Device Setup for WebView development

As WebView is an Android system component (rather than just an app), WebView imposes additional requirements on the developer workflow. In particular, WebView requires a physical device or emulator with a userdebug or eng Android image.

To build WebView, or run WebView's automated tests, you'll need to set up either an emulator or a physical device.

Emulator (easy way)

Unless you have a hardware-specific bug, or need to use a pre-release Android version, a physical device is usually unnecessary. An x86 emulator should be easier to setup.

You can generally follow chromium's Android emulator instructions. You should choose a Google APIs image. The AOSP-based image will also work, but imposes additional developer hurdles.

Physical device

Flash a prebuilt image (Googler only)

Googlers can consult internal instructions here.

Unfortunately, Google does not offer prebuilt userdebug/eng images for external contributors.

Building AOSP yourself (hard way)

This takes significantly longer than the two previous methods, so please strongly consider one of the above first.

Prerequisite: a machine capable of building Android.

Clone an AOSP checkout, picking a branch supported for your device (you'll need a branch above 5.0.0) from the list of branches:

mkdir aosp/ && cd aosp/ && \
  repo init -u -b android-9.0.0_r33 && \
  repo sync -c -j<number>

You can obtain binary drivers for Nexus/Pixel devices here. Drivers should match your device and branch. Extract and run the shell script:

# Change the filenames to match your device/branch (this uses "crosshatch" as an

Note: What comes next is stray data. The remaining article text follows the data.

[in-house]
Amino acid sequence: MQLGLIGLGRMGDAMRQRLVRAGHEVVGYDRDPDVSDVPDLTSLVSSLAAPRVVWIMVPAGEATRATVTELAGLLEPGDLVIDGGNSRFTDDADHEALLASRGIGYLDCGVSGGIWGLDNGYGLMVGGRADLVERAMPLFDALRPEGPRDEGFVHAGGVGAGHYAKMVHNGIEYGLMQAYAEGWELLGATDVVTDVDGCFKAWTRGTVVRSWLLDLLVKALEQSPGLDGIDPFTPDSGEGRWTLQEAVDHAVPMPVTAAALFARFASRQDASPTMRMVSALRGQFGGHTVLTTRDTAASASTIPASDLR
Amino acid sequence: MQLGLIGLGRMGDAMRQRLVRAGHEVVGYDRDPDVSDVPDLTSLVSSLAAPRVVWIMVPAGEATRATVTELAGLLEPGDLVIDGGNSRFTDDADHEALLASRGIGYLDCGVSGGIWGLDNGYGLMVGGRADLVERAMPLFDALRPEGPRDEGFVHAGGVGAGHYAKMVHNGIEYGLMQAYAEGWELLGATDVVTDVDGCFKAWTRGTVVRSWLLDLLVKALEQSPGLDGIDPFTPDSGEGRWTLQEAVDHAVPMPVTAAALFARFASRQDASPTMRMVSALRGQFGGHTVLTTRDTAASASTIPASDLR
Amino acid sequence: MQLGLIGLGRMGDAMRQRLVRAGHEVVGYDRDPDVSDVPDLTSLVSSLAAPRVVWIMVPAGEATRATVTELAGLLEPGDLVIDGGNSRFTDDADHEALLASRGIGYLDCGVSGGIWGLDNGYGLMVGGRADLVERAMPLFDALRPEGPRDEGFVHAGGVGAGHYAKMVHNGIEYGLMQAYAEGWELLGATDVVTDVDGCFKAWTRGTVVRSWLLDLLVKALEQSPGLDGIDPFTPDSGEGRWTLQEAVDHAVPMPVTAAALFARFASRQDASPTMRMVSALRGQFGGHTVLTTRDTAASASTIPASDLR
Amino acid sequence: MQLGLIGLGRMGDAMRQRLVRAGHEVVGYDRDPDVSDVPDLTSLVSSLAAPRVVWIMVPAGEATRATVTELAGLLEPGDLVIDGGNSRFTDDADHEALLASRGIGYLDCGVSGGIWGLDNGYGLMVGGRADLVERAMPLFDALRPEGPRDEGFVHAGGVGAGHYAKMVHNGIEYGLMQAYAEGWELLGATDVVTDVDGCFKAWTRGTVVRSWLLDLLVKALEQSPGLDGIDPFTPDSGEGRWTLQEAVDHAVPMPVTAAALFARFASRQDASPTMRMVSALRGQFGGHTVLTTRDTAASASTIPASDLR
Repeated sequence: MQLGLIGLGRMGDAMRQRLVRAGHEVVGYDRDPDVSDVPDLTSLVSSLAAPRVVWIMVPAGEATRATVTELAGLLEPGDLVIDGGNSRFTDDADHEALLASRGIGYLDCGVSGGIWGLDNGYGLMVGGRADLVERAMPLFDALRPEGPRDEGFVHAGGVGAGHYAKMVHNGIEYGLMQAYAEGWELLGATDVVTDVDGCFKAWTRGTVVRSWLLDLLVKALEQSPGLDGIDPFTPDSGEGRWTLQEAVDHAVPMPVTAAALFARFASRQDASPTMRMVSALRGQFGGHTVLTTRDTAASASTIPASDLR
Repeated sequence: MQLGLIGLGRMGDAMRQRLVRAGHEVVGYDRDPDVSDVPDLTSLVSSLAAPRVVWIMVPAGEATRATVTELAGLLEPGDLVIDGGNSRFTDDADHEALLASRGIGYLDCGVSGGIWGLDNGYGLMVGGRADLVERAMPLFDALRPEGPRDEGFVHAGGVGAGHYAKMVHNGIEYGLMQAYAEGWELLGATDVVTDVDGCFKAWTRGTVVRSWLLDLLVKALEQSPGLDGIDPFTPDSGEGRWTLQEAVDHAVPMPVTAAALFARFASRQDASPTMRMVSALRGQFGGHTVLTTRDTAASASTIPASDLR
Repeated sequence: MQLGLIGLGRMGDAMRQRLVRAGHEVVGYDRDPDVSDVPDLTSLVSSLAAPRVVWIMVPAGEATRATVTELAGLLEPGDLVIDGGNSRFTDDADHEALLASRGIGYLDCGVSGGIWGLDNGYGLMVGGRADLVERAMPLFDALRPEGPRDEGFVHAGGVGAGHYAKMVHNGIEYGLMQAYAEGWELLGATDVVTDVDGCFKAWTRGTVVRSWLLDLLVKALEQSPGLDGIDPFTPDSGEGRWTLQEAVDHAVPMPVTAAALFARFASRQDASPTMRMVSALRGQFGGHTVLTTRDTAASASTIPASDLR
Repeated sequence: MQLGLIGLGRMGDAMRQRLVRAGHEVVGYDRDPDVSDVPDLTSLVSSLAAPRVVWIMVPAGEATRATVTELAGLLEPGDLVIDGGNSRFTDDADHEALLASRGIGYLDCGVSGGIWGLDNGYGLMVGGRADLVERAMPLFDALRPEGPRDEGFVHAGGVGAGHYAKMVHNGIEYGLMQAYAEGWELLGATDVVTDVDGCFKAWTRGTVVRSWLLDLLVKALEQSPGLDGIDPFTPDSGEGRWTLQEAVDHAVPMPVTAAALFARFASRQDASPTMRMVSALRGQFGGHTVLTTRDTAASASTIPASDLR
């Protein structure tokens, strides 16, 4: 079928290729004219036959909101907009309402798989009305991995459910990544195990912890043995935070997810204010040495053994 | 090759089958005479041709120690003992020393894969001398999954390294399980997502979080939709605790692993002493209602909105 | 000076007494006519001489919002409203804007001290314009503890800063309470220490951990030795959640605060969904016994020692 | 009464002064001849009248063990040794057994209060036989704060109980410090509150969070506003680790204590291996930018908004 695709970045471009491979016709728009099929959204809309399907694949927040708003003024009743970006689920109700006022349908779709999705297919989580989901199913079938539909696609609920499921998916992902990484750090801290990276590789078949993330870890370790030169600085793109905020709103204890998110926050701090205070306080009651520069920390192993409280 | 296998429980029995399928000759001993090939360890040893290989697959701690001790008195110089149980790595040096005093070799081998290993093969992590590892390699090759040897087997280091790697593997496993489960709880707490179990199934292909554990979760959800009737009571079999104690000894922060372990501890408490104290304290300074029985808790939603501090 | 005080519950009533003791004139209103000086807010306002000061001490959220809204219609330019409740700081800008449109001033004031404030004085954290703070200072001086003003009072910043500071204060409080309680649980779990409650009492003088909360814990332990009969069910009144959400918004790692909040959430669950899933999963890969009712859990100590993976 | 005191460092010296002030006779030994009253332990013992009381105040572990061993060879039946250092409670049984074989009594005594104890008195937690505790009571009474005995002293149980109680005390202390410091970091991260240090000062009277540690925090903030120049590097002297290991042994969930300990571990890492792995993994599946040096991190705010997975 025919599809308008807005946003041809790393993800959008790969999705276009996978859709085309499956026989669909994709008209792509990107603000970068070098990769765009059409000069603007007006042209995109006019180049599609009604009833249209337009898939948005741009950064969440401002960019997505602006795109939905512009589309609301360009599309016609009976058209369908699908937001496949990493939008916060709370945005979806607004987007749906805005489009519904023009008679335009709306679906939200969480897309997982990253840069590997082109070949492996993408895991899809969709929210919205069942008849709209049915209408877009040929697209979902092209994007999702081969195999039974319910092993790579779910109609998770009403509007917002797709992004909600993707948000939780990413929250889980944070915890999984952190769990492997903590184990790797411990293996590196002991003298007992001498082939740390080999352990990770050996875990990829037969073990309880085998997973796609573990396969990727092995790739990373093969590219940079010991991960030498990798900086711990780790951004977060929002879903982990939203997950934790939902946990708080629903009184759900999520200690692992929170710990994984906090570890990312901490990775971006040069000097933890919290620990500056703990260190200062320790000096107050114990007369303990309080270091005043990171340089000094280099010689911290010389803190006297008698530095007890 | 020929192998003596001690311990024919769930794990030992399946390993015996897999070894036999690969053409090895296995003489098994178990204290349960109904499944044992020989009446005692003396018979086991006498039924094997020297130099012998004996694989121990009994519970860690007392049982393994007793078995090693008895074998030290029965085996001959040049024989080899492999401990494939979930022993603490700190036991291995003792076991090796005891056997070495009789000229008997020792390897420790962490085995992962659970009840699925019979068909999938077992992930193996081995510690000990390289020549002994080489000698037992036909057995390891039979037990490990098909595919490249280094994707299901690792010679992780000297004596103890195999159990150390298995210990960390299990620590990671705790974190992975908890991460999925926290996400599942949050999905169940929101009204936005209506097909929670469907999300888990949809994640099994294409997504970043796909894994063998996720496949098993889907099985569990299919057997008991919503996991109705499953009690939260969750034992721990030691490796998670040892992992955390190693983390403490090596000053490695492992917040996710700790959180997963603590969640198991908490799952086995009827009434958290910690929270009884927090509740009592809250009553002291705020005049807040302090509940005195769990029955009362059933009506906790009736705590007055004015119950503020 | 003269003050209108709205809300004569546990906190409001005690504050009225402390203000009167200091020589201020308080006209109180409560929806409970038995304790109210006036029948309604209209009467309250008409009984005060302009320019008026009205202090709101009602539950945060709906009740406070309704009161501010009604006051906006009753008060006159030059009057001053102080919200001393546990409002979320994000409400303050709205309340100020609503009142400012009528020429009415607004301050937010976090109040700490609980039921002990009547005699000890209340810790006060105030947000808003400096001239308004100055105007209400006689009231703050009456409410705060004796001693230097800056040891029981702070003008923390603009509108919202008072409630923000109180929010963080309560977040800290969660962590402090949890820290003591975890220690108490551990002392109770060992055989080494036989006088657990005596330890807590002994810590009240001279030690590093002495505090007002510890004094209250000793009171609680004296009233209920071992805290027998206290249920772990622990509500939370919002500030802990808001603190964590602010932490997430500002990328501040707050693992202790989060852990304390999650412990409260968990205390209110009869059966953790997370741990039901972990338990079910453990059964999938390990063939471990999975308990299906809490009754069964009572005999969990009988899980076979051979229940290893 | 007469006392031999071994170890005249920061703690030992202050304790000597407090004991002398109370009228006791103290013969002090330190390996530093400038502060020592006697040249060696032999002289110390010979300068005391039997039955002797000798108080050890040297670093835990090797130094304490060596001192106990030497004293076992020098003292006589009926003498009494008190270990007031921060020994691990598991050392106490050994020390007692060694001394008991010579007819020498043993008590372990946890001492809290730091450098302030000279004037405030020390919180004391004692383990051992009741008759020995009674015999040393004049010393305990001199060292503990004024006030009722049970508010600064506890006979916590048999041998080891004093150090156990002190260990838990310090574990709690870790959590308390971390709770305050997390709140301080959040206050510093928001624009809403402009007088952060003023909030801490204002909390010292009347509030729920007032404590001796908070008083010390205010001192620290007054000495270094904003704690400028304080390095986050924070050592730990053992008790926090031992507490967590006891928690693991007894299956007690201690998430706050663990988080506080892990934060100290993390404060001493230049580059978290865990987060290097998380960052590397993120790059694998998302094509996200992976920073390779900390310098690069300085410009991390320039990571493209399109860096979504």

# example)
tar -xvzf /path/to/qcom-crosshatch-pd1a.180720.030-bf86f269.tgz
./ # Extracts to the vendor/ folder

You can build AOSP and flash your device with:

source build/
device="crosshatch" # Change this depending on your device hardware
lunch aosp_${device}-userdebug
make -j<number>

# Flash to device
adb reboot bootloader
fastboot -w flashall

For more information, please defer to official instructions.

Why won't a user image work?

user images have all of Android‘s security features turned on (and they can’t be disabled). In particular, you won't be able to install a locally built WebView:

  • Most user images are release-keys signed, which means local WebView builds can't install over the preinstalled standalone WebView. This blocks development on L-M, since this is the only WebView provider.
  • On N+, although you can install a locally compiled monochrome_{public_}apk, this is not a valid WebView provider. Unlike on userdebug/eng images, the WebView update service performs additional signature checks on user images, only loading code that has been signed by one of the expected signatures--as above, these keys are not available for local builds.

Both of the above are important security features: these protect users from running malware in the context of WebView (which runs inside the context of apps).